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Euro - What's Wrong With This Picture? Much Ado About Nothing.

Sunday Evening  27 November 2011

 We have not looked at currencies very much, of late, primarily due to
the politicalization of most of the international markets as the Comedy
Of Errors plays itself out on the world stage.  For those endeavoring
to follow the lies put forth each day by central bankers, the hyenas of
the world of finance, and the leaders of the various countries who
demonstrate with unwavering clarity that they haven't the slightest
clue as to what they are doing, the comics page has reached front
page of all newspapers,

 It is always best to start with an overview of where the markets are in
order to put them into some kind of perspective, and a monthly chart
is our beginning.  We see price is about where it was about 6 years
ago.  An early rising Rip Van Winkle would say he has not missed
much in that span of time.  It can be said that since the 120 area high,
[on this chart], in 1999, after a two year break and a two year rally,
the Euro has been in a broad trading range for about eight years.

 The reason for starting with the higher time frame is that it is more
controlling than lower time frames.  From the monthly, what is
obviously clear is that there is no trend.  Most money is made from
following trends.  Not much more need be said of this chart.

 EUZ M 27 Nov 11

 Sometimes, a different picture can emerge from a lower time frame. 
This does not appear to be the case, here.  What we see is greater
detail of a non-trending market.  We labeled the lower highs and lower
low to help delineate a trend.  Generally, lowers highs and a lower low
would denote a downtrend, but the net result, carried forward, leads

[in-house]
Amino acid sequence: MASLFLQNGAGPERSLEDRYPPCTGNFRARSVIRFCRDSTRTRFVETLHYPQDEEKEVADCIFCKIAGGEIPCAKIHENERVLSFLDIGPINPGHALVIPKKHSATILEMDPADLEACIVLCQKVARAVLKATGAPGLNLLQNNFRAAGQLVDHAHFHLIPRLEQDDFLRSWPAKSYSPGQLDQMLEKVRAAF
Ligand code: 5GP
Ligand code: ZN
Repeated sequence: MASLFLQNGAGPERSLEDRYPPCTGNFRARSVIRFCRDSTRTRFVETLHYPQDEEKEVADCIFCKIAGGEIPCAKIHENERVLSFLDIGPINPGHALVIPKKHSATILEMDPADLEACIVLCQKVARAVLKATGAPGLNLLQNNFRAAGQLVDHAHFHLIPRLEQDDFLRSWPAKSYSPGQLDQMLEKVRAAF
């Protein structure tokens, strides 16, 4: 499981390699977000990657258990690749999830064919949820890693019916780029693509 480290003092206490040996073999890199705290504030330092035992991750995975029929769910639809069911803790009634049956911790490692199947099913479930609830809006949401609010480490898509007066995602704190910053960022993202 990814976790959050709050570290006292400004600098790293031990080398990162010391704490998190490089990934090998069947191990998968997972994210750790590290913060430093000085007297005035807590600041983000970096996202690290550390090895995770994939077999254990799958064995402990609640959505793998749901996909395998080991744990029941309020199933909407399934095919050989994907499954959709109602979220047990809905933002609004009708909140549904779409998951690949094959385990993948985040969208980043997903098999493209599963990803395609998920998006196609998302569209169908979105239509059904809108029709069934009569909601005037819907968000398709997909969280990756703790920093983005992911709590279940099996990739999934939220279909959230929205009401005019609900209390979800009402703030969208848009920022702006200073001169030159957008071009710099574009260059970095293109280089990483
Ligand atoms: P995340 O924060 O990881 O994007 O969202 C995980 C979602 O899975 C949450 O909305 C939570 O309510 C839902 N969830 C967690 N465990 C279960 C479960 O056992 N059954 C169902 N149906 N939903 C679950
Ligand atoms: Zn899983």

to the same conclusion:  no trend.

 Hard to make money in a non-trending market.

 One conclusion we may be able to glean from this is that the Euro 
is undergoing a large distribution, unless a higher high develops, 
and even then, it may just prolong the analysis and take more time
to reach a resolve.

 EUZ W 27 Nov 11

 Could the daily be any different?  Not really.  From June 2011 through
September 2011, anyone who claims they made money trading the
Euro is either very lucky, or a liar.  [Maybe professional day traders
excepted...maybe] 

 Taken by itself, the daily chart looks negative, but given price is in the
middle of the next two higher time frames, such a conclusion can be
misleading, even unprofitable.  We put the obvious conclusion at the
end of the chart, something which everyone in the world can see...a
potential near-term double bottom?

 Whenever a coin flip offer the same odds of winning in a market, and
keep in mind the craziness that has engulfed the Eurozone, for all the
friction and sparks, there is not much going on, and that comes as a
bit of a surprise, given the Chicken Little "The sky is falling!" alarm
that seems to reverberating throughout that part of the world.

 One of our beliefs is that the charts do not lie.  We just do not see
much truth, here.

EUZ D 27 Nov 11